DaysailerrMany of us learned to sail aboard dinghies in which we were dunked when we made a mistake. But, perhaps your wherewithal to own a boat came at a time when getting dunked was no longer socially acceptable. Now, how do you learn?
I have frequently recommended Steve Colgate's comprehensive sailing courses. In the past, Colgate used Solings almost exclusively for his training boats. Solings are fast, stable, quite demanding and, at the same time, rewarding. I owned a Soling 20 years ago.
Over the years, the Colgate group assembled a list of parameters for a new trainer and waited for a manufacturer to step forth. The wait was long enough to convince Colgate to develop the boat himself. He went to designer Jim Taylor and began to put together a design that would combine comfort, safety and performance, and bridge the gap between clumsy, old-styled weekend cruisers and highly demanding lightweight sport boats. The goal was a boat that people would be happy to own even after the training period.
I think the most interesting feature of this design is the aft teacher position. Note that what appears to be an open transom design is in fact a boat with the transom pushed forward up into the cockpit, leaving a seating area aft for the instructor. This gives the students the security of being surrounded by boat. The instructor has immediate access to the outboard motor and can sit to either side within easy reach of the mainsheet, tiller and traveler. Psychologically, I think it is nice to have the instructor removed from the actual cockpit so that the students feel more responsible for the boat's performance. Most of you know from your own experiences that it is easier to see what is going on when you stay as far aft as possible, where you increase your "aspect of reference."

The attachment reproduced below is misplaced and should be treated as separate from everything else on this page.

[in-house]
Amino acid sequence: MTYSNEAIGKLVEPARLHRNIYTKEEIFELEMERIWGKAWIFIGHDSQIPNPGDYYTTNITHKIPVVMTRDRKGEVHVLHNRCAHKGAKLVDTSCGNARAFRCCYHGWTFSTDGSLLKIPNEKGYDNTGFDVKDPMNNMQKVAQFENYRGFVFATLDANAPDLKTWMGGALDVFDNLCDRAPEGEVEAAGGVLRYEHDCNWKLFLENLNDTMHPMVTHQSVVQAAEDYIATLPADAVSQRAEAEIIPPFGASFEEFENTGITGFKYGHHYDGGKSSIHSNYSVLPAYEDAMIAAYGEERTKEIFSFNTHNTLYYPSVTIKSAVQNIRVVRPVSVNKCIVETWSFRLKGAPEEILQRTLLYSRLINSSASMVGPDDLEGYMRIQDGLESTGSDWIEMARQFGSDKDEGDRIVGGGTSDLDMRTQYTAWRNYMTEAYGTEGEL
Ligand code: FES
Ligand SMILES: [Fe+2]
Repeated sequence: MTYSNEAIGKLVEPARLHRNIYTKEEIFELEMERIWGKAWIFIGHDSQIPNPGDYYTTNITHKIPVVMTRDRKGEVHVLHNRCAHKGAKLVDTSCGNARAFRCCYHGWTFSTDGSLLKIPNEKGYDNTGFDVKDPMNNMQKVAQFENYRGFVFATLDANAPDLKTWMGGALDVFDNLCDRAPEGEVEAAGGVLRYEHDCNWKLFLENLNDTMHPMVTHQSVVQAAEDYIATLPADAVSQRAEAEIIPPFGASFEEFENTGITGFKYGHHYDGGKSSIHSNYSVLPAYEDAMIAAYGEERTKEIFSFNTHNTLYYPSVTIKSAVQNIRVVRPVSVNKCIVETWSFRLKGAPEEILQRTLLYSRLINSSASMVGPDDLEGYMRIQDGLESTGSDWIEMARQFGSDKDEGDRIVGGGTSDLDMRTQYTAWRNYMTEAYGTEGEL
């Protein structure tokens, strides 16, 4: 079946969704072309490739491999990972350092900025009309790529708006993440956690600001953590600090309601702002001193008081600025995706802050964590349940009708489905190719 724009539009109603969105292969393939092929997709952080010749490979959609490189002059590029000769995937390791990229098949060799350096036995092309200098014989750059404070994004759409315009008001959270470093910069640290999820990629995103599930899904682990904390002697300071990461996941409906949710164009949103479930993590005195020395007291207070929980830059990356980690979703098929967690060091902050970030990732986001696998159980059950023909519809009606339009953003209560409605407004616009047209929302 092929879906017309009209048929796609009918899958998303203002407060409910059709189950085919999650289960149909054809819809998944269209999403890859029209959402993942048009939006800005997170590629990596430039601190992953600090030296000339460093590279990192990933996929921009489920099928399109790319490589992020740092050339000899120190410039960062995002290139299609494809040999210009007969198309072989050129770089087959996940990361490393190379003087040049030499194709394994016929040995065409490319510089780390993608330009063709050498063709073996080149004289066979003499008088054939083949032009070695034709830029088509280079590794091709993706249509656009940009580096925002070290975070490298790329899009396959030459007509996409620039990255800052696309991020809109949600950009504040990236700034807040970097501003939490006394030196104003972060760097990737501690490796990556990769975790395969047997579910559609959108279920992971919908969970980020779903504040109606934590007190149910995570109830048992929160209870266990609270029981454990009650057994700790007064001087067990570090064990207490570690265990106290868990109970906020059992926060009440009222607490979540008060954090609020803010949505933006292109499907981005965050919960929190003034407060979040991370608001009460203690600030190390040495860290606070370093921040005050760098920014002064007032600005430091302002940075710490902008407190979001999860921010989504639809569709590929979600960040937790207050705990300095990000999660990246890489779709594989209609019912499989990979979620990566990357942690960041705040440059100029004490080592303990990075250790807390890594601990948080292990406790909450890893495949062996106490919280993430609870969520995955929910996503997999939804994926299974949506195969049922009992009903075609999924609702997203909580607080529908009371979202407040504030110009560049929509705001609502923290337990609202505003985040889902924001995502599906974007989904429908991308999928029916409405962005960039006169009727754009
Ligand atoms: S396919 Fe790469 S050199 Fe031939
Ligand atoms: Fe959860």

The hull form is moderate, with relatively firm bilges for stability. The DAL is 145. The extended counter aft makes room for the instructor's seat and gives the boat a graceful look. Most boats designed as trainers have about as much style as a Checker Cab. This boat is stylish and very handsome. If you want your students to get excited about sailing, give them boats that look exciting. I think this Taylor design does that job very well.
The cuddy cabin features berths for two adults and two children. The V-berth is literally a V-berth, with the foot coming to a point. There is a minimal galley with a one burner alcohol stove and molded-in sink. A large ice chest fits snugly between the mast and the head of the V-berth. A portable head slides back under the cockpit. As ungraceful as this head installation is, it is a dramatic improvement over holding it for three hours while you sail with a mixed crew on a Soling.
Another improvement over the old Soling is the cockpit. You just sit on the deck of the Soling when you aren't hiking. The new boat, however, has a deep, self-draining cockpit. The Soling just fills up with water and sinks unless you fit it with flotation bags. The Colgate 26 is unsinkable. The new boat also has seat backs and enough side deck to allow you to sit on the deck if you choose.
The SA/D is 24. This is enough to allow the boat to be sailed aggressively in light air, while not quickly overpowering the boat. We seem to be in a horsepower race so often now. "My SA/D's bigger than yours." The race for more and more sail area on lighter and lighter boats is leading us away from good, wholesome boats that you can enjoy with panache and grace.
This is a very appealing design. I would guess that Precision Boat Works will sell as many of these boats as recreational daysailers as it will as training boats.